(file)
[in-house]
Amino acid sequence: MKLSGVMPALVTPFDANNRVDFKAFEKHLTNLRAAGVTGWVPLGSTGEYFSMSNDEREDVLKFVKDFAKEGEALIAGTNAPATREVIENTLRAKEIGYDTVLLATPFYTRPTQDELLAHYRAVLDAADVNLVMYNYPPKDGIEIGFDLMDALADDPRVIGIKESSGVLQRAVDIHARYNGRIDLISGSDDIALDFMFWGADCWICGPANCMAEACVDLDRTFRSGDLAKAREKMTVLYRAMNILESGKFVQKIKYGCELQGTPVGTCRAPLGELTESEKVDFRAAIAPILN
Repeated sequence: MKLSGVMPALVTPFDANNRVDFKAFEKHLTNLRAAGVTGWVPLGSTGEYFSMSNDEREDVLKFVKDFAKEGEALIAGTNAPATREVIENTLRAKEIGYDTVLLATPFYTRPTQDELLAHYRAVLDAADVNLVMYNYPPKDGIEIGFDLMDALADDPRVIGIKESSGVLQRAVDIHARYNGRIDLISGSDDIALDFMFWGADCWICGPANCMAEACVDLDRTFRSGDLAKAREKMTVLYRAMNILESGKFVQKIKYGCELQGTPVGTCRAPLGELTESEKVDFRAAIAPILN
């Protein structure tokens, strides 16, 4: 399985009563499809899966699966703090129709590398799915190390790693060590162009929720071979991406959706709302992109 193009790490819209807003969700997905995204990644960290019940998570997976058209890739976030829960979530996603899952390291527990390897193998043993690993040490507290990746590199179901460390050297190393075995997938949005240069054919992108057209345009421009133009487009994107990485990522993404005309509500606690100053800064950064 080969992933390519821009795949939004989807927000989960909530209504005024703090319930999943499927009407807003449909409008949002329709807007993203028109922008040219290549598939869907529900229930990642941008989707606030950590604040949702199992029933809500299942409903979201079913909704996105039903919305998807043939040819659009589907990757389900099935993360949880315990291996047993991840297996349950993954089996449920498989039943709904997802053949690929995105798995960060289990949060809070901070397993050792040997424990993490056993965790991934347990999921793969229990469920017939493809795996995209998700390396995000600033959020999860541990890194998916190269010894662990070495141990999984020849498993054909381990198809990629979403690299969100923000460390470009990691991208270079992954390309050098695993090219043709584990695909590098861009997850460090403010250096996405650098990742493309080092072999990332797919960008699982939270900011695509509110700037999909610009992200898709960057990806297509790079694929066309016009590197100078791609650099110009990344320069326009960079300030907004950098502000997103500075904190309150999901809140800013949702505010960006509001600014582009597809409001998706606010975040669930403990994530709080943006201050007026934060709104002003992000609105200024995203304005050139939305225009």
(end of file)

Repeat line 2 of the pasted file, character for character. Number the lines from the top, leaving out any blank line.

Amino acid sequence: MKLSGVMPALVTPFDANNRVDFKAFEKHLTNLRAAGVTGWVPLGSTGEYFSMSNDEREDVLKFVKDFAKEGEALIAGTNAPATREVIENTLRAKEIGYDTVLLATPFYTRPTQDELLAHYRAVLDAADVNLVMYNYPPKDGIEIGFDLMDALADDPRVIGIKESSGVLQRAVDIHARYNGRIDLISGSDDIALDFMFWGADCWICGPANCMAEACVDLDRTFRSGDLAKAREKMTVLYRAMNILESGKFVQKIKYGCELQGTPVGTCRAPLGELTESEKVDFRAAIAPILN